As a child, you may have been reminded to eat up your carrots to improve your nighttime vision. While there is no proof at all that carrot consumption can sharpen your ability to see in the dark (actually a myth begun during World War II1 Smith, K. Annabelle. “A WWII Propaganda Campaign Popularized the Myth That Carrots Help You See in the Dark.” Smithsonian. 13 August 2013. Accessed 11 October 2015. http://www.smithsonianmag.com/arts-culture/a-wwii-propaganda-campaign-popularized-the-myth-that-carrots-help-you-see-in-the-dark-28812484/?no-ist ), there is a great deal of evidence that eating carrots may better the health of your eyes as an adult. New research suggests yet again that these vegetables, among others, might help prevent macular degeneration.
The study, which was conducted at the Harvard T.H. Chan School of Public Health in Boston, found that eating foods such as carrots that are rich in carotenoids may offer some protection from age-related macular degeneration (AMD), a common cause of vision loss in older people.2 Wu, Juan; et al. “Intakes of Lutein, Zeaxanthin, and Other Carotenoids and Age-Related Macular Degeneration During 2 Decades of Prospective Follow-up.” JAMA Ophthalmology. 8 October 2015. Accessed 11 October 2015. http://archopht.jamanetwork.com/article.aspx?articleid=2448581&resultClick=3 The subjects were 63,443 women and 38,603 men who took part in the Nurses’ Health Study or the Health Professionals Follow-up Study for more than two decades. All of the participants were at least 50 years old when their involvement began in either 1984 or 1986 and continued until 2010.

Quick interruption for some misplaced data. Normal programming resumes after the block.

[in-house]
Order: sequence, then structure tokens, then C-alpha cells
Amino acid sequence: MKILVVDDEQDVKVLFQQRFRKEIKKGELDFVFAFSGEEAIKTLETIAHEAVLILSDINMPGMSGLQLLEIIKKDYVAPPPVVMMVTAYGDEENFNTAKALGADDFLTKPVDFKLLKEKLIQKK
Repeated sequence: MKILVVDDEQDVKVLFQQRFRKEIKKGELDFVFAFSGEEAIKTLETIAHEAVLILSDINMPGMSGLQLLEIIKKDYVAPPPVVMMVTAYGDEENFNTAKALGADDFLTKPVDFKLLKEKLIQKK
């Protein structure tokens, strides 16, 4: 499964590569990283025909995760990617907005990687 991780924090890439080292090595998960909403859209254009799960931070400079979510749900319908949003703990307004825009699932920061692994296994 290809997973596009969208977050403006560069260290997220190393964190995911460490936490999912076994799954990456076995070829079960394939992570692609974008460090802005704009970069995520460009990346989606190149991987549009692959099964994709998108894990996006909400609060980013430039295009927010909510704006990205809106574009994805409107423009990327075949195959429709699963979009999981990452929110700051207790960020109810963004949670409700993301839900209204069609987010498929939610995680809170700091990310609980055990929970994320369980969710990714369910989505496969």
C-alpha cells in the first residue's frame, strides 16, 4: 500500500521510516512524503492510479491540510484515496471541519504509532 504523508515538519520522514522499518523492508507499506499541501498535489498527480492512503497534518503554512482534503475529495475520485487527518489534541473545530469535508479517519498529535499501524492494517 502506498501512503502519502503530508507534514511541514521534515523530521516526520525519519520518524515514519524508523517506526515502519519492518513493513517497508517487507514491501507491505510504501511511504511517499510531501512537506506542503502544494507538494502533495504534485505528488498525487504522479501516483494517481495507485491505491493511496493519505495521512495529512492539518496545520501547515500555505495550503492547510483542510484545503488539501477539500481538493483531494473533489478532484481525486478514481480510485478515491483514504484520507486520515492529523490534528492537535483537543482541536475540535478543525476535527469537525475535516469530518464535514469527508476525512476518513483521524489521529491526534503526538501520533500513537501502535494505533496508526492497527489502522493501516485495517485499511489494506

Over the course of the years, the volunteers were tracked; approximately 2.5 percent of them developed cases of macular degeneration that were intermediate to advanced. Intermediate macular degeneration is often asymptomatic but there may be some vision loss, and advanced macular degeneration is characterized by severe damage to the macula and vision loss that may be extensive.
As the scientists analyzed the data from the questionnaires, they discovered that the subjects who had the highest consumption levels of two carotenoids in particular–lutein and zeaxanthin–had a 40 percent lower risk of a diagnosis of advanced macular degeneration versus their peers who had the smallest intakes. Other forms of carotenoids were found to be quite beneficial as well. Greater levels of consumption of beta cryptoxanthin, alpha carotene, and beta carotene were all associated with a 25 to 35 percent lower risk of advanced AMD compared to those who ate very little of these carotenoids. But surprisingly, none of the carotenoids focused on in this study were determined to be linked to lower rates of the intermediate form of macular degeneration.
The research was not entirely flawless, as the surveys the participants answered were dependant on their recall of meals over time, which is not the most reliable and accurate source of information. In addition, the volunteers were never tested to measure carotenoid levels in their bodies, which could have validated their stated intakes.